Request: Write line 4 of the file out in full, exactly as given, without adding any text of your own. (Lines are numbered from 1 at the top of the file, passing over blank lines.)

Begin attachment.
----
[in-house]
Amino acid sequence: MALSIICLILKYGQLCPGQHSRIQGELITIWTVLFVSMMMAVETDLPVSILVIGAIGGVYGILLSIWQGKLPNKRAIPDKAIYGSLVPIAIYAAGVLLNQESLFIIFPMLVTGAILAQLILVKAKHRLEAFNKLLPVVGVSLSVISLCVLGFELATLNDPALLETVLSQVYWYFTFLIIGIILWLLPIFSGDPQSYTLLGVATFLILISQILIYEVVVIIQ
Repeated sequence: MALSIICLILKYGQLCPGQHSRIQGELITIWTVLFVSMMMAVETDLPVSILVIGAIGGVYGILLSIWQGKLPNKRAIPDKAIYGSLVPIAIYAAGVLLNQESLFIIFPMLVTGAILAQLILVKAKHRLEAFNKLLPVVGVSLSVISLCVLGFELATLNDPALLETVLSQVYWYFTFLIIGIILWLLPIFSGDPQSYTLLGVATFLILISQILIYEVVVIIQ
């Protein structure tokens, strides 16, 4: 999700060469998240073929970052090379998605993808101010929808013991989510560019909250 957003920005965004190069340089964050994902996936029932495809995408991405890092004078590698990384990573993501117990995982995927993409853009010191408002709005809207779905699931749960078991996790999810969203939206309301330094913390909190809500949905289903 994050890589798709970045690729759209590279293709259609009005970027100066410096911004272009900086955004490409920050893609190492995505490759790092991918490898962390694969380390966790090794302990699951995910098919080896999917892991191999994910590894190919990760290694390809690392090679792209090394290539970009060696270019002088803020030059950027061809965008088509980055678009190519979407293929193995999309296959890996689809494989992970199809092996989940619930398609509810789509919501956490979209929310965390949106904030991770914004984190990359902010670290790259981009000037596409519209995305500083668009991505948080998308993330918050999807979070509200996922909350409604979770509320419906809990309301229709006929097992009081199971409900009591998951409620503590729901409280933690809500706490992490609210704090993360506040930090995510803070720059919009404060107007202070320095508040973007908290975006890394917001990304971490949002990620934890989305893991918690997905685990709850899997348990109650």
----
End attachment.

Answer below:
């Protein structure tokens, strides 16, 4: 999700060469998240073929970052090379998605993808101010929808013991989510560019909250 957003920005965004190069340089964050994902996936029932495809995408991405890092004078590698990384990573993501117990995982995927993409853009010191408002709005809207779905699931749960078991996790999810969203939206309301330094913390909190809500949905289903 994050890589798709970045690729759209590279293709259609009005970027100066410096911004272009900086955004490409920050893609190492995505490759790092991918490898962390694969380390966790090794302990699951995910098919080896999917892991191999994910590894190919990760290694390809690392090679792209090394290539970009060696270019002088803020030059950027061809965008088509980055678009190519979407293929193995999309296959890996689809494989992970199809092996989940619930398609509810789509919501956490979209929310965390949106904030991770914004984190990359902010670290790259981009000037596409519209995305500083668009991505948080998308993330918050999807979070509200996922909350409604979770509320419906809990309301229709006929097992009081199971409900009591998951409620503590729901409280933690809500706490992490609210704090993360506040930090995510803070720059919009404060107007202070320095508040973007908290975006890394917001990304971490949002990620934890989305893991918690997905685990709850899997348990109650």